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Old Saturday 13th March 2010, 14:20   #1
steveo
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I'm moving to eastern Ma.

I grew up in Boston I am moving to the South Shore (been in Northern Vt. for the past 10 years). Anyone have good birding spots or websites to get started at. I know of the standard rba's and U of A listserv. Also how about good birding clubs? Is the Ma. Audubon worth joining? WHat are you guys seeing lately and how is the frequency of raritys. Thanks all
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Old Saturday 13th March 2010, 14:38   #2
Jim M.
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Originally Posted by steveo View Post
I grew up in Boston I am moving to the South Shore (been in Northern Vt. for the past 10 years). Anyone have good birding spots or websites to get started at. I know of the standard rba's and U of A listserv. Also how about good birding clubs? Is the Ma. Audubon worth joining? WHat are you guys seeing lately and how is the frequency of raritys. Thanks all
I'm jealous. Had to move from there last year. For it's size, eastern Ma. is one of the best places in the east for rarities. Also has a lot of birders though (many among the best in the country (now including David Sibley in Concord)), so if you don't like seeing other birders you may have to work a bit to be alone (esp. at Plum Island on a weekend in May or September).

Bird clubs to join are the Brookline Bird Club (one of the oldest and largest in the country) and the South Shore Bird Club. Both have websites you can find with a Google search, and offer field trips throughout the year. Even if you don't go on their field trips, just browsing the destinations will give you an idea of the best places to go at various times of year.

And I would also join the Massachusetts Audubon Society. They have sanctuaries all over the state, offer their own field trips and classes, and run a Birdathon and other events; and membership gives you a discount at their gift shops, which sell optics among other things. Also, at some places like Niles Pond, security guards accept your membership card as proof you are a birder and will let you pass.

See if you can find a "Birders Guide to Eastern Massachusetts" used on Amazon -- somewhat dated (1994?) and no longer in print, but it's still the best available.

As far as rarities, last year they had Brown-chested Martin, Le Conte's Sparrow, Fork-tailed Flycatcher, and Black-capped Petrel, to name a few. Looking on massbird (http://birdingonthe.net/mailinglists/MASS.html) just now I see references to Mew Gull, Pacific Loon, and Tufted Duck.

Best,
Jim

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Old Saturday 13th March 2010, 14:58   #3
Jim M.
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To continue my previous post, I wanted to add that a few good places on the South Shore in particular are:

-- Wompatuck State Park (May land bird migration)
-- World's End in Hingham (great scenery at all times of the year and good for land birds especially in migration)
-- Plymouth beach (a long walk but good for shorebirds and terns)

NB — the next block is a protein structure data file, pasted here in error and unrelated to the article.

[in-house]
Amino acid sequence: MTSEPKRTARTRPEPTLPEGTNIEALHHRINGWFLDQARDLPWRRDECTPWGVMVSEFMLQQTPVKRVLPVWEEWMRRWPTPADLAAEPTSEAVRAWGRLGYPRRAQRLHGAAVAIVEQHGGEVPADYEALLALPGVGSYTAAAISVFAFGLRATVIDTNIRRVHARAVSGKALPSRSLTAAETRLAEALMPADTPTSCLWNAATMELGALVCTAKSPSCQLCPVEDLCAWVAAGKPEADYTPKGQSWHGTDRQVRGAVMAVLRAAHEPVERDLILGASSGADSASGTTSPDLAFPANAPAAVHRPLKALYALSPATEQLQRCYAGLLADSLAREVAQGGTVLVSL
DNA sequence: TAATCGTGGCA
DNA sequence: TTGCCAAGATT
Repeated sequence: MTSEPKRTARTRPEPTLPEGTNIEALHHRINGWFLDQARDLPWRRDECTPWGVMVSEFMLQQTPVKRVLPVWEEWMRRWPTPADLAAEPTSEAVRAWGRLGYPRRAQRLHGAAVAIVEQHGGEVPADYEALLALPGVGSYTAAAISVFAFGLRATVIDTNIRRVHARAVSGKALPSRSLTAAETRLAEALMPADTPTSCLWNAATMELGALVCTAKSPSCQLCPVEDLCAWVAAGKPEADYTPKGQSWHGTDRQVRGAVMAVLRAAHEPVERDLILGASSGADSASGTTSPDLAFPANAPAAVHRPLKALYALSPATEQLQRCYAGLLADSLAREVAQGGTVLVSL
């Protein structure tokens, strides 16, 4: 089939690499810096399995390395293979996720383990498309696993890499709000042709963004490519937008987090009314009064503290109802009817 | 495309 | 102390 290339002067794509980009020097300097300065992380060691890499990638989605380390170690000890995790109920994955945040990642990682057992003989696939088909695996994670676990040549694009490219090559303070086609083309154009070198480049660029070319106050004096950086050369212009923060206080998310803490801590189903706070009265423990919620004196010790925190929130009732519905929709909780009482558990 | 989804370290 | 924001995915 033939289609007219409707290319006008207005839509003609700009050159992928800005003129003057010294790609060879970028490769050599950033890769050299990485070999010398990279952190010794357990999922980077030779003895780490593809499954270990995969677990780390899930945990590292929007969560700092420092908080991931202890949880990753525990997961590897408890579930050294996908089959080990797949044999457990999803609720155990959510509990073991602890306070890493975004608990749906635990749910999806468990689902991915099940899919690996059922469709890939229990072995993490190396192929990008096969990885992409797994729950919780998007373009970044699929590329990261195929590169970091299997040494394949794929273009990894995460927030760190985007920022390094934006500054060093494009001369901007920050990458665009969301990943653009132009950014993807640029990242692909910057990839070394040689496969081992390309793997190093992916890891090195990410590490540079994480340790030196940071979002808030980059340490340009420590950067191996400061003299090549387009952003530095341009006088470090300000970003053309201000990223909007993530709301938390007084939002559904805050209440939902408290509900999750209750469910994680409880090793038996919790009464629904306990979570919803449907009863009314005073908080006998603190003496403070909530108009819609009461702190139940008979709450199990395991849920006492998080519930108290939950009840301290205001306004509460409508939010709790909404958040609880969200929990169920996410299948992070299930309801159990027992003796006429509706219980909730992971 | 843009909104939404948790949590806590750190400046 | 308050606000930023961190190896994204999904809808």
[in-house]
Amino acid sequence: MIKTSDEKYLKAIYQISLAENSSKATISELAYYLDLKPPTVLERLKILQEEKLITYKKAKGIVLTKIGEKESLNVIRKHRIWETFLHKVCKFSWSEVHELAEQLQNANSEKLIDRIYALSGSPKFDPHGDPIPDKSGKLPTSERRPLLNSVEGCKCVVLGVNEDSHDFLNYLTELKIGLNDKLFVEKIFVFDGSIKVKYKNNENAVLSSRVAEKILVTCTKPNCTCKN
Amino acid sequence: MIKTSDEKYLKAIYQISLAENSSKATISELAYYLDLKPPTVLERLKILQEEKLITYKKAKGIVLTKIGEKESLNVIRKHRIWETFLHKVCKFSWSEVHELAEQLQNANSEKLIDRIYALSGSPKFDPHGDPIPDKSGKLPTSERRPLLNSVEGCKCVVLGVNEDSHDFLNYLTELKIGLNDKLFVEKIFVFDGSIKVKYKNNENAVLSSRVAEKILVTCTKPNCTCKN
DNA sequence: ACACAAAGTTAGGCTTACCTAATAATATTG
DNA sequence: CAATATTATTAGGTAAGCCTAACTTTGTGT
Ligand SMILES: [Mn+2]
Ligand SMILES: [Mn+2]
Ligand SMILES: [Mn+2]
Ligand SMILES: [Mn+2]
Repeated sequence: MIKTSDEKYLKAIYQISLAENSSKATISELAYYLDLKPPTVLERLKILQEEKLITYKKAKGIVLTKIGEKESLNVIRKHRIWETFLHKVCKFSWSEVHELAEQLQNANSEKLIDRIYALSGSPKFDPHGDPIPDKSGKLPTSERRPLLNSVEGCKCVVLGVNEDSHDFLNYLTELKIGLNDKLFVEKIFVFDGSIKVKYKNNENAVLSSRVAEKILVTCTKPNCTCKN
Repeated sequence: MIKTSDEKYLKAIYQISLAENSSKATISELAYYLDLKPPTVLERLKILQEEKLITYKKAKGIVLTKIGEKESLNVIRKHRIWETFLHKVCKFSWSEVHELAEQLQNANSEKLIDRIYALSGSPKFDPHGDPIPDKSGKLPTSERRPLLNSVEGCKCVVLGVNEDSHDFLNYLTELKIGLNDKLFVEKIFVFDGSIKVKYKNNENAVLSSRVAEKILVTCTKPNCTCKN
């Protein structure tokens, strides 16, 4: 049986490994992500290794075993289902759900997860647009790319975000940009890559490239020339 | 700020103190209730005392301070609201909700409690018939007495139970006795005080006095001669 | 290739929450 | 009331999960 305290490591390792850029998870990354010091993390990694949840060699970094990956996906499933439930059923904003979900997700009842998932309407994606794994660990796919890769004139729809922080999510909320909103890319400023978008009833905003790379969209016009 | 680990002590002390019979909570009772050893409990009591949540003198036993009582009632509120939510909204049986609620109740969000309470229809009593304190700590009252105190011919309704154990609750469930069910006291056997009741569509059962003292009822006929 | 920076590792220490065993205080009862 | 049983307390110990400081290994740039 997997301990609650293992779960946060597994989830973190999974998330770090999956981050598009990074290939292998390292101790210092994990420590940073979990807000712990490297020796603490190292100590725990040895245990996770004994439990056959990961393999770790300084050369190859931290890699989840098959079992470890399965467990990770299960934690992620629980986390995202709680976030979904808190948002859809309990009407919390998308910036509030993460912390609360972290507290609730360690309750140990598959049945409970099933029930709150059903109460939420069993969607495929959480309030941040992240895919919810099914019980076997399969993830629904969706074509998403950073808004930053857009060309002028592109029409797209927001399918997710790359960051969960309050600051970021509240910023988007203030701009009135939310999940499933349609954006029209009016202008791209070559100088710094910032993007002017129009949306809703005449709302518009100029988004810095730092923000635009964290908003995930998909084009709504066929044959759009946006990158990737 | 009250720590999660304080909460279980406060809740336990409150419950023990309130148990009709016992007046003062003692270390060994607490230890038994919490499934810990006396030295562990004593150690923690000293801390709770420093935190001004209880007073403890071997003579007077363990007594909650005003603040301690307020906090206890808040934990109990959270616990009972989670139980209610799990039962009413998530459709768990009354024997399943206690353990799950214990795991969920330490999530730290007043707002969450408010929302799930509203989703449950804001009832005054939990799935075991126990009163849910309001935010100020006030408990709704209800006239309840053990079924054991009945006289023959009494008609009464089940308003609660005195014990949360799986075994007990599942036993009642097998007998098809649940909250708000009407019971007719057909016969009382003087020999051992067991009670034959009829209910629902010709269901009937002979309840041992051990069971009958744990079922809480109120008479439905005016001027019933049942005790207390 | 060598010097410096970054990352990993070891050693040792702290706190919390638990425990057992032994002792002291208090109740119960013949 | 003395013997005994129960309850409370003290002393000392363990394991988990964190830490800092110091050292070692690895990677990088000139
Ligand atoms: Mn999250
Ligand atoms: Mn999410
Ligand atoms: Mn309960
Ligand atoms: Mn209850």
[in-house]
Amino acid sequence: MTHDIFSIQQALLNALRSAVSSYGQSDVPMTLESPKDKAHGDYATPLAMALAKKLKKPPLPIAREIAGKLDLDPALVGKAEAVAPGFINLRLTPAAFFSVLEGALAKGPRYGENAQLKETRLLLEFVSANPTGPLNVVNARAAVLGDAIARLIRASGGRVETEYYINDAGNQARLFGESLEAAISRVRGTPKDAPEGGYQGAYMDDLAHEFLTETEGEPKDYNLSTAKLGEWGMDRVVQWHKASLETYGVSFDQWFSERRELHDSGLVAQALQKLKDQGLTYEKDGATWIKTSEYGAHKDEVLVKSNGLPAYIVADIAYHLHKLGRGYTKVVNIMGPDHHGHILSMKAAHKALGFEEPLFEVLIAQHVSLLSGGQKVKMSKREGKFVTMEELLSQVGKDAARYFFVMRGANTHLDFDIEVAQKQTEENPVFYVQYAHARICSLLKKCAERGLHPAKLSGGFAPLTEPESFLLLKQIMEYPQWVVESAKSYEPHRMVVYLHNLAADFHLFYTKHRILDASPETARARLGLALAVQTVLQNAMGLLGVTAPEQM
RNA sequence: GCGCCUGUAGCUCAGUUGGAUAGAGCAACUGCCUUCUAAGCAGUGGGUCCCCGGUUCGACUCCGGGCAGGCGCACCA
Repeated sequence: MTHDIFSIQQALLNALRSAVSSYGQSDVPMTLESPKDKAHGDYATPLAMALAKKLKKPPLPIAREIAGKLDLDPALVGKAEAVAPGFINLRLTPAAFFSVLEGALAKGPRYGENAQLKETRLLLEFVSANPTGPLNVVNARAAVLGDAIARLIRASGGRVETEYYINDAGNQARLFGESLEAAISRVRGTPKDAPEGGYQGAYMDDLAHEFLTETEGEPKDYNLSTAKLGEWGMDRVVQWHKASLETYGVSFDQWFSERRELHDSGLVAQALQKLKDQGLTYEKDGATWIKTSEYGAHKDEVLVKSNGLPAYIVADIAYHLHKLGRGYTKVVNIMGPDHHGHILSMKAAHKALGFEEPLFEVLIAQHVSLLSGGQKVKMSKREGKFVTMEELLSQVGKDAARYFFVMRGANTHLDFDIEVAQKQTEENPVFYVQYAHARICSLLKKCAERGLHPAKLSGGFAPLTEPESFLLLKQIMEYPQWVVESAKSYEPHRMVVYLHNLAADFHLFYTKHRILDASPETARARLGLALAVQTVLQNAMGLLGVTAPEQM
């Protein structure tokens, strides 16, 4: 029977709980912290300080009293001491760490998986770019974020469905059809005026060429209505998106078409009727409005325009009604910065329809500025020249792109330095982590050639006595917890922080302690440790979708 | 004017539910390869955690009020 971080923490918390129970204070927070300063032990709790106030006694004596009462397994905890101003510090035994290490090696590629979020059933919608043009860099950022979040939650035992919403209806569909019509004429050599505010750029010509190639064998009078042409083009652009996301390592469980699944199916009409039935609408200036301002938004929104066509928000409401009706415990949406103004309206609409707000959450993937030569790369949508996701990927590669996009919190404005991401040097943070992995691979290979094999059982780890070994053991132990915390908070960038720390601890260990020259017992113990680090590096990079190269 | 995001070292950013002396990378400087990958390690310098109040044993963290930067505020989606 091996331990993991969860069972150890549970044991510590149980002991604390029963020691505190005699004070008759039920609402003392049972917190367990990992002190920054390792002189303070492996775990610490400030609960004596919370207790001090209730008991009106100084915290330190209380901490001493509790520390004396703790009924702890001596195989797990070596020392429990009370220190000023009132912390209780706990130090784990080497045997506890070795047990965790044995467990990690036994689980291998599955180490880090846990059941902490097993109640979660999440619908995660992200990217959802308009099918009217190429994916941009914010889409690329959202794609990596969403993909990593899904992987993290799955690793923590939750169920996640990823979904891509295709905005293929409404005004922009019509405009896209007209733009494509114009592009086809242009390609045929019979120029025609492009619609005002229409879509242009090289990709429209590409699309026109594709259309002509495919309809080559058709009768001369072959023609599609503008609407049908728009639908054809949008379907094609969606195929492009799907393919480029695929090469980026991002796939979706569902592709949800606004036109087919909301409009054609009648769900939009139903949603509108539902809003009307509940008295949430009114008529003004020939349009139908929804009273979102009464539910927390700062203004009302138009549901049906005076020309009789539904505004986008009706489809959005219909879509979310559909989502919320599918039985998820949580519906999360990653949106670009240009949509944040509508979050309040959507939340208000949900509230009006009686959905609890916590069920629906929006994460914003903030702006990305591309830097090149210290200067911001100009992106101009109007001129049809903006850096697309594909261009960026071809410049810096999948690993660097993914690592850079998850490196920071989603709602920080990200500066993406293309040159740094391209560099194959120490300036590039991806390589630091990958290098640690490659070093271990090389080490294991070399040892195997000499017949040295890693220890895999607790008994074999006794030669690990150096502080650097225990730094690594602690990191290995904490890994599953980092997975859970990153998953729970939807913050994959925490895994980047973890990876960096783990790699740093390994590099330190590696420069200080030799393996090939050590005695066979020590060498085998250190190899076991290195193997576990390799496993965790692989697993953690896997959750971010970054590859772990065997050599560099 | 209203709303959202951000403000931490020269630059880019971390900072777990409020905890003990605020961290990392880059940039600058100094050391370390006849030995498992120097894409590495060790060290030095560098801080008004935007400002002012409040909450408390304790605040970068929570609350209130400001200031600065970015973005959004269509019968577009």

-- Scituate/Minot (good for sea ducks, loons, and grebes in winter -- including a wintering flock of Harlequin Ducks). But I would recommend going there on a trip, because most of this is private property and it can be tricky learning how to avoid stepping on property owner's toes.
--Cumberland Farms (field birds and where the brown-chested martin and LeConte's Sparrow were seen last year)

Jim

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Old Saturday 13th March 2010, 17:05   #4
steveo
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Awesome thanks Jim. All of the places you mention are close by. Wompatuck State park is good for Warblers right? What part of the park is the best zone? The main road is what about 2 miles long would you say left or right side of the road and how far into the park? Or is it all good. Thanks again.
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Old Monday 15th March 2010, 02:36   #5
Jim M.
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Awesome thanks Jim. All of the places you mention are close by. Wompatuck State park is good for Warblers right? What part of the park is the best zone? The main road is what about 2 miles long would you say left or right side of the road and how far into the park? Or is it all good. Thanks again.
Yes, Wompatuck is good esp. in spring migration, though it can be pretty quiet at other times of the year. One of the best places in the state for Cerulean, Hooded, and Worm-eating. Kentucky also sometimes makes an appearance. There are a number of trails/locations throughout the park that are good, though hard to describe. Best way to learn would be to go on a trip with either of the clubs I mentioned above. Both will have trips there this May.

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Jim
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Old Saturday 20th March 2010, 20:35   #6
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A former South Shore resident here. Be sure to hang those hummingbird feeders. I lived in Brockton which is a good size city and we had them there every year. We also had Baltimore Orioles among many other interesting visitors.

I love Florida but I sure do miss my New England song birds.
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